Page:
• EDUC 691 Educational Leadership Mentorship (1 sem. hr.)

    An educational leadership mentorship experience taken by students who elect to take EDUC 690 for 4 sem. hrs.


  • Health Care (H) Stream

    LDRS 631H Health Care Leadership Issues (3 sem. hrs.)

    This course provides a foundation for students in the Health Stream and a comprehensive application of servant leadership principles to the health sector. As emerging leaders, students develop their leadership skill in inspiring, stewarding, and problem solving. The course facilitates integrated learning on the needed leadership competencies to support health systems and organizations. The leadership competencies include leading change, leading people, being results driven, ensuring business acumen, and building coalitions and communication. Leadership issues included in the course values, ideologies, leadership imperatives, cultural change, population health, reform, vision, financial and human resource considerations, education, professional regulation, technology and health system integration.


  • LDRS 632H Leadership and Change (3 sem. hrs.)

    This course provides students in the Health Stream with a focus on the change management imperative that faces leaders in health systems and organizations. Engaging multiple professional stakeholders in the change imperative requires an effective understanding of complex health system and organizations. Resistance to change is not an option. Health systems and organizations are reshaping themselves to change quickly in order to meet the needs of the population. Health leaders cannot throw money at every problem; however, health leaders need highly committed and flexible workers. As emerging health leaders, students learn to make the changes as quickly and smoothly as possible.


  • LDRS 633H Ethics and Decision Making (3 sem. hrs.)

    This course provides Health Stream students with a solid understanding and framework for addressing ethical issues and ethical decision making. An issue has ethical implications in direct proportion to its impact on human dignity. Ethics means making decisions based on values, principles, beliefs, or loyalties. An ethical dilemma occurs when values, loyalties, principles, or duties are in conflict. This course also includes strategic level decision making ethics (resource allocation, service integration, etc.) as well as ethical concerns for leaders, organizational culture, innovation, partnerships, alliances, and evidence-based best practice.


  • LDRS 634H Accountability and Governance (3 sem. hrs.)

    This course provides Health Stream students with a solid understanding of both accountability and governance. Accountability is the requirement to explain and accept responsibility for carrying out an assigned mandate in light of agreed upon expectations. It is particularly important in situations that involve public trust. Accountability in the voluntary sector is multi-layered — to different audiences, for a variety of activities and outcomes, through many different means. This multidimensional nature is the reason why improving accountability in the voluntary sector is such a complex matter. Effective governance seeks to advance transparency, predictability, accountability strategic focus, efficiency, effectiveness, and participation. As emerging leaders, students learn about governance models, accountability systems and processes, performance measurement, performance management, report cards and balanced scorecards.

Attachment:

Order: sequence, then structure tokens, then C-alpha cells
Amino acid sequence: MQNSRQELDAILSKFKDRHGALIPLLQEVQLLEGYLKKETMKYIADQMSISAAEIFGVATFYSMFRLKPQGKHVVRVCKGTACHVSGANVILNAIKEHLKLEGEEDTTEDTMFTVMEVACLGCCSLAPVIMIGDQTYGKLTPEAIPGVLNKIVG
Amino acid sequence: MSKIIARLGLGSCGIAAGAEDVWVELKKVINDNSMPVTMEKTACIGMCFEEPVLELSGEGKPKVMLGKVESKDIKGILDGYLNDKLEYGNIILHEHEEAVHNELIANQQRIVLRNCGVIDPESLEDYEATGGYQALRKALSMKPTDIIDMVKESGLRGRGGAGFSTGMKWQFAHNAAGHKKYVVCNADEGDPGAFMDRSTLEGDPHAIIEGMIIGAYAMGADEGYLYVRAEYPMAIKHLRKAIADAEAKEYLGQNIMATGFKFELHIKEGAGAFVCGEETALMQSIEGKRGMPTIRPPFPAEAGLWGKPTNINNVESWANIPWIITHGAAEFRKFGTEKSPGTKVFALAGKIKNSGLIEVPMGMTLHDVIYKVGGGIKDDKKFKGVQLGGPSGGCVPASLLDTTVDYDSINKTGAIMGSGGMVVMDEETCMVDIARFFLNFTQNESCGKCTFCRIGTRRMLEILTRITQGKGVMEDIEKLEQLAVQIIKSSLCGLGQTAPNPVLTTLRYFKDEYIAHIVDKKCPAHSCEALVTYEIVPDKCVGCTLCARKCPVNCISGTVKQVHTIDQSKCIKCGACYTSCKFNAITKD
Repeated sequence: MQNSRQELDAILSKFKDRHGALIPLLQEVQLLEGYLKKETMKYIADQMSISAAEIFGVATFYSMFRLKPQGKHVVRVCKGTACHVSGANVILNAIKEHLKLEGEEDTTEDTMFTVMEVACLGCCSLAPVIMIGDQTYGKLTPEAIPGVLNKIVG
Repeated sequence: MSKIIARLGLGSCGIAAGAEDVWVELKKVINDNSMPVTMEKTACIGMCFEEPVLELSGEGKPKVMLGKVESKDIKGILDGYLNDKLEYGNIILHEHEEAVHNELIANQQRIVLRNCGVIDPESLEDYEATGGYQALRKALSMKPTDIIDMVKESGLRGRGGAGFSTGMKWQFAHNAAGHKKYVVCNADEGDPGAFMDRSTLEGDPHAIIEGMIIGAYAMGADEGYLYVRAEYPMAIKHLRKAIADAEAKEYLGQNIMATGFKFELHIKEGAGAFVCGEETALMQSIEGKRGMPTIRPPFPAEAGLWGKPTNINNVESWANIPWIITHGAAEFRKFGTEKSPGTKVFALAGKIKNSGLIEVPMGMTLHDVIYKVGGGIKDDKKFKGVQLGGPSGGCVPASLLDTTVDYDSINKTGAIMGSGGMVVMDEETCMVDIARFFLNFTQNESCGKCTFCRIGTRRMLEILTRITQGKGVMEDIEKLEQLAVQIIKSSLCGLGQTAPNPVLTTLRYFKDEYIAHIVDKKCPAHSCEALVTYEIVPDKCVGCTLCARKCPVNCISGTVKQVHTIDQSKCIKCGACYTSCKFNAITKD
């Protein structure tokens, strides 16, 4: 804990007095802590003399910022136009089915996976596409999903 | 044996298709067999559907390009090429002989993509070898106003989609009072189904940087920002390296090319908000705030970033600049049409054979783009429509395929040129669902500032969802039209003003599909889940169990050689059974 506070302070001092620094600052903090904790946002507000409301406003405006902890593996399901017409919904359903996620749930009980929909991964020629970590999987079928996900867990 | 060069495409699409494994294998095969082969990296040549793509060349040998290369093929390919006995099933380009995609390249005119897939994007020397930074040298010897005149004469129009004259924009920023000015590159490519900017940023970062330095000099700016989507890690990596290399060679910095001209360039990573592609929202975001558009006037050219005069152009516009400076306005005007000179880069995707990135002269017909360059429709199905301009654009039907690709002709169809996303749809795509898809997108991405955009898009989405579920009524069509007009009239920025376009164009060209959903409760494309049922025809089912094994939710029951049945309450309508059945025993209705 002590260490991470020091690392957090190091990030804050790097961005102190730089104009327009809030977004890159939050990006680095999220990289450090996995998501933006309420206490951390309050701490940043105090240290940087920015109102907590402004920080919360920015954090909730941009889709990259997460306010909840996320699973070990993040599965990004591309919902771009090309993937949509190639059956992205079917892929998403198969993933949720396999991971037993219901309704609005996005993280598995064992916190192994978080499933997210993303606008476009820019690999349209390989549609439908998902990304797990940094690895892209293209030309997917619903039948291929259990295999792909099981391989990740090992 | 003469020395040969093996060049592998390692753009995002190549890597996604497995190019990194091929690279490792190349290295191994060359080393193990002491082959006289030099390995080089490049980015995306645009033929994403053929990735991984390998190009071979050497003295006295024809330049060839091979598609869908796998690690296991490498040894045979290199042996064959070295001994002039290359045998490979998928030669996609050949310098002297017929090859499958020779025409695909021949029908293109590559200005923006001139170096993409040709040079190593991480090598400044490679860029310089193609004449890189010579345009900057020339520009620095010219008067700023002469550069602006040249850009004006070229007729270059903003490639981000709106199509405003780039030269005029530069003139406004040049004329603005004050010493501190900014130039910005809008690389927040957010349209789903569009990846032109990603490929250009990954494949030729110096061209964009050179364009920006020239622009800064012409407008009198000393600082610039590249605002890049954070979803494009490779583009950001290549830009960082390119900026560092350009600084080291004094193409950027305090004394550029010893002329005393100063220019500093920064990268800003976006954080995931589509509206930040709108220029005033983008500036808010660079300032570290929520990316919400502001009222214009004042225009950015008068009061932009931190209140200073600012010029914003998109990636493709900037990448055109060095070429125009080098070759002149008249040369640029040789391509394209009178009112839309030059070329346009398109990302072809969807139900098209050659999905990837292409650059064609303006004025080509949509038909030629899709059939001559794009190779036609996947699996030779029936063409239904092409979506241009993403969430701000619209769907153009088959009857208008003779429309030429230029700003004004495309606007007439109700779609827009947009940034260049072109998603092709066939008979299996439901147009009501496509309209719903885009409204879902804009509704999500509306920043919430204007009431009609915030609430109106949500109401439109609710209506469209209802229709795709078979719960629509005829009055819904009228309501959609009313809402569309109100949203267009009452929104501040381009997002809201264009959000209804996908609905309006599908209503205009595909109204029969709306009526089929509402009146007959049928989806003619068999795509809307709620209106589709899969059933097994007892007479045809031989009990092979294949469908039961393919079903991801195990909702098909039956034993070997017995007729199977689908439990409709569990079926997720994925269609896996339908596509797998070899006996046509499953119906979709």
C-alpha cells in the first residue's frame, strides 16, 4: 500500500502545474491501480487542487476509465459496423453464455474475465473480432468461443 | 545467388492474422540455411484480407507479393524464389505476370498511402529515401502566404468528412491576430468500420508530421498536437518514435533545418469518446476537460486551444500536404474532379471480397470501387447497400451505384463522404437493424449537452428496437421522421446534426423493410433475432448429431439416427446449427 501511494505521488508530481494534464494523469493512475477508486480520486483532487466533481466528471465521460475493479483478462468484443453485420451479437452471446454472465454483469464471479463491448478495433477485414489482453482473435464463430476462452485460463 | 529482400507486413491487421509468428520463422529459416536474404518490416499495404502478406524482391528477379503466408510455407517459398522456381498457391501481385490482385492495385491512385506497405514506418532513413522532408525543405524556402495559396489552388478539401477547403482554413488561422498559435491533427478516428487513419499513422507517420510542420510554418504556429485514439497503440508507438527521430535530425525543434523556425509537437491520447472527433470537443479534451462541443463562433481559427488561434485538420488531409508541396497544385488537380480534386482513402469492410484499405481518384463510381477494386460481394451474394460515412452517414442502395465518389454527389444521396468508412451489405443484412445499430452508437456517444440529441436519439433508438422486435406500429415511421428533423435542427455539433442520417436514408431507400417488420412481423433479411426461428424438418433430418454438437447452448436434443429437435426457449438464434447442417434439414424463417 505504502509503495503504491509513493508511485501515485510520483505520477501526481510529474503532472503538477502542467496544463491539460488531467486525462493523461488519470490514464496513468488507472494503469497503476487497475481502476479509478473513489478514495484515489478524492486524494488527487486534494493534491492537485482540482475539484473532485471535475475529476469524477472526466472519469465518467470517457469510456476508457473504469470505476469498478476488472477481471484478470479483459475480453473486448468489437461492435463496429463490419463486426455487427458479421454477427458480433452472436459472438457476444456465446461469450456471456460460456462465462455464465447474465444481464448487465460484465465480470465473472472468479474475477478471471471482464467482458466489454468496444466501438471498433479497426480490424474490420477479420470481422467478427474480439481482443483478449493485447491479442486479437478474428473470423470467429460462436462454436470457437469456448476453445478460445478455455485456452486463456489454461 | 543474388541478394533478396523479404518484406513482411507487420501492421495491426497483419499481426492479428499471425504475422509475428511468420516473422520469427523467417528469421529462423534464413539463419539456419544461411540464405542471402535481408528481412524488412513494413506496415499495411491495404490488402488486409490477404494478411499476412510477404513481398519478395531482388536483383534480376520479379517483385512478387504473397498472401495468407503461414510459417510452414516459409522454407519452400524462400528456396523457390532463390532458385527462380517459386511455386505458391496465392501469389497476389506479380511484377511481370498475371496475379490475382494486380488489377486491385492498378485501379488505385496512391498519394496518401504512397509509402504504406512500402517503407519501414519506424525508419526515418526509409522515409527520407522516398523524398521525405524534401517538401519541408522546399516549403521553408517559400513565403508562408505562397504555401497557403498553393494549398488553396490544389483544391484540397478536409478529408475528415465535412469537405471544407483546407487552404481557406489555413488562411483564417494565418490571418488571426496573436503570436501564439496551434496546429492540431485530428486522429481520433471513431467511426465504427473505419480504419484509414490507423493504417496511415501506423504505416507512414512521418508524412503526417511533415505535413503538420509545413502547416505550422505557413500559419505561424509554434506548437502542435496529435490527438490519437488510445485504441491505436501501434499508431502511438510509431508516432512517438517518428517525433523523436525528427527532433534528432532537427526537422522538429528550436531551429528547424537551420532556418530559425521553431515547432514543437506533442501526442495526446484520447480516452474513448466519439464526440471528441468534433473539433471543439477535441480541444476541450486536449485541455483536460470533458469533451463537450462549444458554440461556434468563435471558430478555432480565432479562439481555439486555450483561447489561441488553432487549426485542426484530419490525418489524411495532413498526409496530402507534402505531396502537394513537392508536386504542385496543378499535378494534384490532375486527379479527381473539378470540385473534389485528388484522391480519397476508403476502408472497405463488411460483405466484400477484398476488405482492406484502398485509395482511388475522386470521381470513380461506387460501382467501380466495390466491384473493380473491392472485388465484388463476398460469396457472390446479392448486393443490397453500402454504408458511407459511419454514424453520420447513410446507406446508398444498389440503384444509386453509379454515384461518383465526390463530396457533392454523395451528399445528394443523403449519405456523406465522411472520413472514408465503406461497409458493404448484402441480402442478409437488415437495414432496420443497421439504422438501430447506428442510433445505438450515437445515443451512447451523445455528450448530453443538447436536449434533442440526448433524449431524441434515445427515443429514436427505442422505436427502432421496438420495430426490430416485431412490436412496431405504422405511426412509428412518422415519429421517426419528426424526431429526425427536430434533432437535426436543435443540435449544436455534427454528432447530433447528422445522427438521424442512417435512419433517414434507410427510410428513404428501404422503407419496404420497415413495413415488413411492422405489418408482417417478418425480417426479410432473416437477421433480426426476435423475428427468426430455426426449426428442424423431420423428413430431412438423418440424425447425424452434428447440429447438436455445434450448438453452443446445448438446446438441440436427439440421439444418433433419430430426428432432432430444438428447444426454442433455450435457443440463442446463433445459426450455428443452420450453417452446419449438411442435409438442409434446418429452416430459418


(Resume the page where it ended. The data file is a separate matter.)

• LDRS 637H Employee Engagement and Stewardship (3 sem. hrs)

    This course explores the concept of the leader as a steward of the organization's human resources. It pays particular attention to how the Christian servant leader might reconcile and integrate his/her stewardship responsibilities utilizing Christian perspectives. How does servant leadership translate into action when a leader has to make decisions relative to salary increases, bonuses, employee development, or terminating an employment relationship? Course participants analyze employee engagement practices and trends. More importantly, they interact with other servant leaders to grapple with the daily task of applying such practices to being good stewards in relation to the people they lead.


  • Christian Ministries (M) Stream

    LDRS 641M Theology of Christian Leadership (3 sem. hrs.)

    Explores key theological and biblical leadership concepts and identifies points of harmony and incompatibility with secular leadership paradigms: personalized philosophy of biblical leadership; comparison of biblical leadership to other perspectives; application of leadership principles to ministry issues; and best practice considerations.


  • LDRS 642M Leadership and Change (3 sem. hrs.)

    Explores how high performance in organizations is related to one's ability to adapt to changing internal and external needs: societal trends and forces that impact need for change; importance of flexibility and adaptation to organizational performance; the role of values factors for guiding successful change; an understanding of one's own personal style in leading change; developing a personal philosophy of change leadership; gaining competence in collaboration change leadership; learning to respond positively to change resistance; and evaluating change results as a basis for successful organizational operations.


  • LDRS 645M Leadership Across Cultures (3 sem. hrs.)

    Examines the nature of culture and its influence on human society and behaviour, especially in relationship to leadership processes between cultures; the possibility of shared leadership practices across cultures; religious differences and impacts on social values and management practices; the skills required to work across cultures; international strategies to improve management performance; challenges and responses to the current global system; lessons from Paul the Apostle's journeys to different lands; and integration of intercultural practice requirements with the requirements of a Christian worldview.